Reviews are full of praise for the movie, for Bell's surprising singing and her "vigorous" vocal performance (The Hollywood Reporter), which fills Anna with Bell's own personality.

"I hit those lines the way I hear 'em and they sort of fall out," Bell says. "I did study music in college and music is such a big part of my life that I hear dialogue at a certain tempo."

The other big project in her crowded life is the Veronica Mars movie that she and series writer Rob Thomas pulled together and turned into the most famous Kickstarter (crowd-financed) movie ever. They raised millions from fans of the teen private investigator TV series, which aired from 2004-2007.They reunited much of the cast and made a feature film that is due out next year.

"Veronica is so much a part of who I am that it wasn't hard to get back into character," she says. "It was everything I wanted it to be. We have talked about the movie we'd want to do pretty much since the day the TV series got cancelled. We'd all allowed ourselves to dream of doing it. But I'm not sure any of us ever dreamed it would ever be a reality.

"But throwing it out on Kickstarter and asking the fans if they wanted it, and if they wanted it enough to fund it? That was surreal ... We were so lucky to have fans that loyal. One day we were still wishing, the next day we had a green light to go make the movie."

She's sensitive to the criticism that suggested this wasn't what Kickstarter projects – typically tiny-budget affairs from aspiring filmmakers, musicians and artists – are supposed to be. But "we didn't force anyone to give money to this idea ...We wanted to give as much back to the fans as we could because they've been very good to us. It's their movie. They wanted it."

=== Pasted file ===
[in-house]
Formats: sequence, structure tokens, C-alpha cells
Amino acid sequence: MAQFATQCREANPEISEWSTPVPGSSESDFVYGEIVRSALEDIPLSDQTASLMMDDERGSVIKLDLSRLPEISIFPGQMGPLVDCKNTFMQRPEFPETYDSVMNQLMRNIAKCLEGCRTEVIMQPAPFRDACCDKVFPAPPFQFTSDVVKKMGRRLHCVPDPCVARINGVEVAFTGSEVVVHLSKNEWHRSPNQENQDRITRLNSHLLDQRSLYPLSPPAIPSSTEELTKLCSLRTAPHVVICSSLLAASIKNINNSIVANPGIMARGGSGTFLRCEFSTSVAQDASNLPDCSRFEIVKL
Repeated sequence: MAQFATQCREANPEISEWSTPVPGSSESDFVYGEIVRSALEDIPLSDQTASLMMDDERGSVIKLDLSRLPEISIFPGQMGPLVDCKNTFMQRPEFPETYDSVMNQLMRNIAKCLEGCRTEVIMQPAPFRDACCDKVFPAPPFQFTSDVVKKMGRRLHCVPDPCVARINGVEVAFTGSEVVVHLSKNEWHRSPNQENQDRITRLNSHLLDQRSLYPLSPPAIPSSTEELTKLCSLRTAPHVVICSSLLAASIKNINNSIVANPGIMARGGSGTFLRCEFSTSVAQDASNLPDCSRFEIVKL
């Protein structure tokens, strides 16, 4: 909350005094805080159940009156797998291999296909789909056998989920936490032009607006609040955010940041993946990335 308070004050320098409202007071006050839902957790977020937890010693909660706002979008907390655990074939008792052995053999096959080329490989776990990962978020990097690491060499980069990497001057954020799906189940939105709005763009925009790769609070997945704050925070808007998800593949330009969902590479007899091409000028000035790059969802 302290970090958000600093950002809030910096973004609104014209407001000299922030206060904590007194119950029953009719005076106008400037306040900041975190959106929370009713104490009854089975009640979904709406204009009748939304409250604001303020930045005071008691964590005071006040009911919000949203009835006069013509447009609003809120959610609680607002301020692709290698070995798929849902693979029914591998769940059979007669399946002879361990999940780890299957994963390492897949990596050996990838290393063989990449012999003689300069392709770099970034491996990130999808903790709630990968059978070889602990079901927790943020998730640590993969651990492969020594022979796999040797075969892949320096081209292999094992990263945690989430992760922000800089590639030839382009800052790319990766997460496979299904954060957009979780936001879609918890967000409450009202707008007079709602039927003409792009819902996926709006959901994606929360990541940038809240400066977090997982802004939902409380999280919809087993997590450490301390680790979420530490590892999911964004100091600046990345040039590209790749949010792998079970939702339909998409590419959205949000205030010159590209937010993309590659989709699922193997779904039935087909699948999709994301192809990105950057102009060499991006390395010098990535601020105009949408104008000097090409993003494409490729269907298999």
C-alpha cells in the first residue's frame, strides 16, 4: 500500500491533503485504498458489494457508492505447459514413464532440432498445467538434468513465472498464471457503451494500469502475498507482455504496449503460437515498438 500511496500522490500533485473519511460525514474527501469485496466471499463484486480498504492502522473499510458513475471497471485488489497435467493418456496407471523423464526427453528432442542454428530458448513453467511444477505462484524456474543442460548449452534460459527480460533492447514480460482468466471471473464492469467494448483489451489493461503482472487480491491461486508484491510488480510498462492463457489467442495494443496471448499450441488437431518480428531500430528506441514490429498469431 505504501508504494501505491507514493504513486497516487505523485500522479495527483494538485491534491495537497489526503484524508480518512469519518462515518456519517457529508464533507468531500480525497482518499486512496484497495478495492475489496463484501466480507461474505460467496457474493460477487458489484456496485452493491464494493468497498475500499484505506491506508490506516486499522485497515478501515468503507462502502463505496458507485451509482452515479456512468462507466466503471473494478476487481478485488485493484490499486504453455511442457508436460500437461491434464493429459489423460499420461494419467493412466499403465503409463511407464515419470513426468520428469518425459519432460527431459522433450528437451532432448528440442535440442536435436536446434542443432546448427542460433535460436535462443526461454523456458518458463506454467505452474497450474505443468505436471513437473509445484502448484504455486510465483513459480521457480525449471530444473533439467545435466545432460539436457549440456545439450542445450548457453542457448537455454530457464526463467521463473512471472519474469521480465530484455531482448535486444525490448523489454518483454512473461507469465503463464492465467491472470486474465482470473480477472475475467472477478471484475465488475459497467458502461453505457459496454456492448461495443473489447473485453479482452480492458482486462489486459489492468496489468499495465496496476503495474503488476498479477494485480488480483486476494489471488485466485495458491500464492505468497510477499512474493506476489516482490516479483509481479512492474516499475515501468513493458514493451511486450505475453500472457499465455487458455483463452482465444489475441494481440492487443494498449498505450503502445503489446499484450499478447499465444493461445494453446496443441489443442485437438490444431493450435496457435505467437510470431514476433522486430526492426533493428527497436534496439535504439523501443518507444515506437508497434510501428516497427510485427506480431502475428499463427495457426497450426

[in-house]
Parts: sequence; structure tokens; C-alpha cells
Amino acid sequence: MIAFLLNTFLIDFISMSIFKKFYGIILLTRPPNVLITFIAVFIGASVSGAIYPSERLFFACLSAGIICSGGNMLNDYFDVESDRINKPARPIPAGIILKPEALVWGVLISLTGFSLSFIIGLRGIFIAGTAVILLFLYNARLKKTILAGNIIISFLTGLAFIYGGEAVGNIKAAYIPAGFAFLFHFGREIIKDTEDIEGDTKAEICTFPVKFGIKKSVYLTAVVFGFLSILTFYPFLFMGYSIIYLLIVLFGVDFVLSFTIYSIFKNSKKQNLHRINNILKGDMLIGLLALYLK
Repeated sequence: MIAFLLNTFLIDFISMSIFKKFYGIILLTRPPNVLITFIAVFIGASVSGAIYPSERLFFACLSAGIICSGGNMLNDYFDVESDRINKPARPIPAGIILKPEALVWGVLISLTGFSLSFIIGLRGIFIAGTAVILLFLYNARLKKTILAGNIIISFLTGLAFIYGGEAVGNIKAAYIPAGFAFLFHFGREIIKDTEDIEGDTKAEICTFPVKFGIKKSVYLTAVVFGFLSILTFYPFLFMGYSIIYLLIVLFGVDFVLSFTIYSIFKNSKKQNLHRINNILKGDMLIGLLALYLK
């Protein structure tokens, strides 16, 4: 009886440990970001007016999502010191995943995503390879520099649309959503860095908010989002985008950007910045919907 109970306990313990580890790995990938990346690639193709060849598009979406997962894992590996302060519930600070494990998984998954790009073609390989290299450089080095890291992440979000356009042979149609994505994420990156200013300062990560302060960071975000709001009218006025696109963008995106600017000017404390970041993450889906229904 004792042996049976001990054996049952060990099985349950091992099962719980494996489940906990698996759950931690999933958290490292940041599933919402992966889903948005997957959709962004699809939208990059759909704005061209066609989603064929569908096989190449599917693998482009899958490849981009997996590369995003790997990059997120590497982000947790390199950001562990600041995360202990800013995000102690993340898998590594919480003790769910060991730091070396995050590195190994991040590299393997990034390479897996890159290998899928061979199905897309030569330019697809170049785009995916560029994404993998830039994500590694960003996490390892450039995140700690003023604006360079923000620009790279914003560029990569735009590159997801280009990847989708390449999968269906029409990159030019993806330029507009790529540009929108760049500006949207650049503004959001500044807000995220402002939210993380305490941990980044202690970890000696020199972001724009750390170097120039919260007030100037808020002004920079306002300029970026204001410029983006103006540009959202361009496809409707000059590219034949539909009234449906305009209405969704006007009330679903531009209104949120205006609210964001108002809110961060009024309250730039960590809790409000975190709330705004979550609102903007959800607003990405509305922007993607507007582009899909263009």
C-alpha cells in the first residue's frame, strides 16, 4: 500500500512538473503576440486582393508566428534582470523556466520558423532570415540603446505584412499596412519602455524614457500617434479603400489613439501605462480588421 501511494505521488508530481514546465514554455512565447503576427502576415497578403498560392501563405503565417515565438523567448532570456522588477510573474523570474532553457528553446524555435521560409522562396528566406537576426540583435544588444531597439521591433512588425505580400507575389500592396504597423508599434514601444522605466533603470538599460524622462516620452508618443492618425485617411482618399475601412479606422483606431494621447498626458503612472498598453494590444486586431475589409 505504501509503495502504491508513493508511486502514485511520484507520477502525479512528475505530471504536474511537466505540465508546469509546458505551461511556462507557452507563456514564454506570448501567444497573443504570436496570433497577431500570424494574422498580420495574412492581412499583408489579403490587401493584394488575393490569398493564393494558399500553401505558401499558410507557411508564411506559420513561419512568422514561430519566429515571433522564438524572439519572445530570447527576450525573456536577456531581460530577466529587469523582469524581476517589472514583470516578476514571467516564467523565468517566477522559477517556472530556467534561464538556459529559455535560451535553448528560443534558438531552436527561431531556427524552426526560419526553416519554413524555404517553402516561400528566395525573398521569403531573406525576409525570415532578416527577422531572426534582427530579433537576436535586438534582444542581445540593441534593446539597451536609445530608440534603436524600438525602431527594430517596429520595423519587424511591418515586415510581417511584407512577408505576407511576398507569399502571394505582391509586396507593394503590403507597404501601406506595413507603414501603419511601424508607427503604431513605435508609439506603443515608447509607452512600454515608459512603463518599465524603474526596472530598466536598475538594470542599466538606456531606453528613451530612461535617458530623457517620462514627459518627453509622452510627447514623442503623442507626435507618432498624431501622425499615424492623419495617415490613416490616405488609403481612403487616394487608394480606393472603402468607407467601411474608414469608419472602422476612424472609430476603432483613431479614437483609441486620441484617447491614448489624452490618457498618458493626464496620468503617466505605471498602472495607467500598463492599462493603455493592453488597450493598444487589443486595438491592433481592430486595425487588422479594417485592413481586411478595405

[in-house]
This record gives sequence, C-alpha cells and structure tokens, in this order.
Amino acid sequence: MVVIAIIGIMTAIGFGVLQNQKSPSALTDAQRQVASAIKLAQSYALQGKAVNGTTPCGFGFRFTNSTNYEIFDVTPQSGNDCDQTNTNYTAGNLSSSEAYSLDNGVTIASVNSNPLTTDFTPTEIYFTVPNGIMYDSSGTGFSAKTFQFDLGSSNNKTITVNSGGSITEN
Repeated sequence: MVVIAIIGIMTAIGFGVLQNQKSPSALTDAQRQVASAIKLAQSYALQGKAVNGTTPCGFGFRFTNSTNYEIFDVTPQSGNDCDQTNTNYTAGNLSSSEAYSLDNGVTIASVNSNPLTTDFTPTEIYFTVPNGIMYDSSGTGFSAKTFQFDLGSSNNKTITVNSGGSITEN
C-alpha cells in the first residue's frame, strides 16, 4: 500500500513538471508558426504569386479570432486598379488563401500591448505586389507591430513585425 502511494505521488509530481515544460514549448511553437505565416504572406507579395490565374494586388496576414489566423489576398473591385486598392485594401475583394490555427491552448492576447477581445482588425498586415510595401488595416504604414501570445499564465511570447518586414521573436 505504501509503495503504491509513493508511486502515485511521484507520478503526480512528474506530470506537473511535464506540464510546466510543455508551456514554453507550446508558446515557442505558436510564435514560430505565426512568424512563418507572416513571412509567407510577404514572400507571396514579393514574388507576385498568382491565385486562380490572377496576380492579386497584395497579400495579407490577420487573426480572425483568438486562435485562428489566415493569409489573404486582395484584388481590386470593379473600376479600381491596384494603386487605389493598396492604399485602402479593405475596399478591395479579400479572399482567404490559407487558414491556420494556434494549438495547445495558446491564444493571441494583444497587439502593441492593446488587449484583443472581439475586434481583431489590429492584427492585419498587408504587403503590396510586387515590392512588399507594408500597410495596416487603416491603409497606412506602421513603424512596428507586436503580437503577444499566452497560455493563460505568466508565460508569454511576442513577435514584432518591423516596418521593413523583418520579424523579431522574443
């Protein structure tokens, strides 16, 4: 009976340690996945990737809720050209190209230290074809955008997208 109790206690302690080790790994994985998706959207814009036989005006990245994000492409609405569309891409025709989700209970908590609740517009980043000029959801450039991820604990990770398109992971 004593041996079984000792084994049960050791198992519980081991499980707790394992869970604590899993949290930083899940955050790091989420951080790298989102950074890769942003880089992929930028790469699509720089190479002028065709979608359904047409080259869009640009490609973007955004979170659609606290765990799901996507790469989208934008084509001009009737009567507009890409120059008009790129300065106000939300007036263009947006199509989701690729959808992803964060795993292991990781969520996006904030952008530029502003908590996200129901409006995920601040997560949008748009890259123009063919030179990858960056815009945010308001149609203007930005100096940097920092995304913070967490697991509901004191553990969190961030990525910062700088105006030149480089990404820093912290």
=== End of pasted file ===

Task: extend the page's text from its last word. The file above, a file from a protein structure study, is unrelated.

And if they'd all had to wait on a studio to finance it, Veronica Mars, the movie, never would have happened. It's just another way Bell goes about her life and her business along the road less travelled, from marrying the gawky car-nut co-star to naming their child after his car to becoming a Disney princess over 30.

"I'm not a very conventional person. And that bleeds into everything I do." – McClatchy-Tribune Information Services

Josh Hutcherson is on fire


Josh Hutcherson has quickly formed a bond with The Hunger Games co-star Jennifer Lawrence.

Like his The Hunger Games co-star Jennifer Lawrence, Josh Hutcherson grew up in the bluegrass-and-bourbon state of Kentucky, in the United States, which is about as far away from Hollywood as one can get.

The 21-year-old now finds himself fronting The Hunger Games, which is shaping up to be one of the biggest young-adult movie franchises since Twilight or Harry Potter.

Hutcherson's breakout role as Peeta Mellark – who is told he must fight and kill the girl he loves, Katniss Everdeen (Lawrence), in a cruel gladiator-style tournament – has made him a bona fide movie star.

And one adored, no less, by an extremely devoted fanbase who loves both The Hunger Games movies and the books they were adapted from. He admits that the fans can be a little "hardcore", but above all, "they are passionate".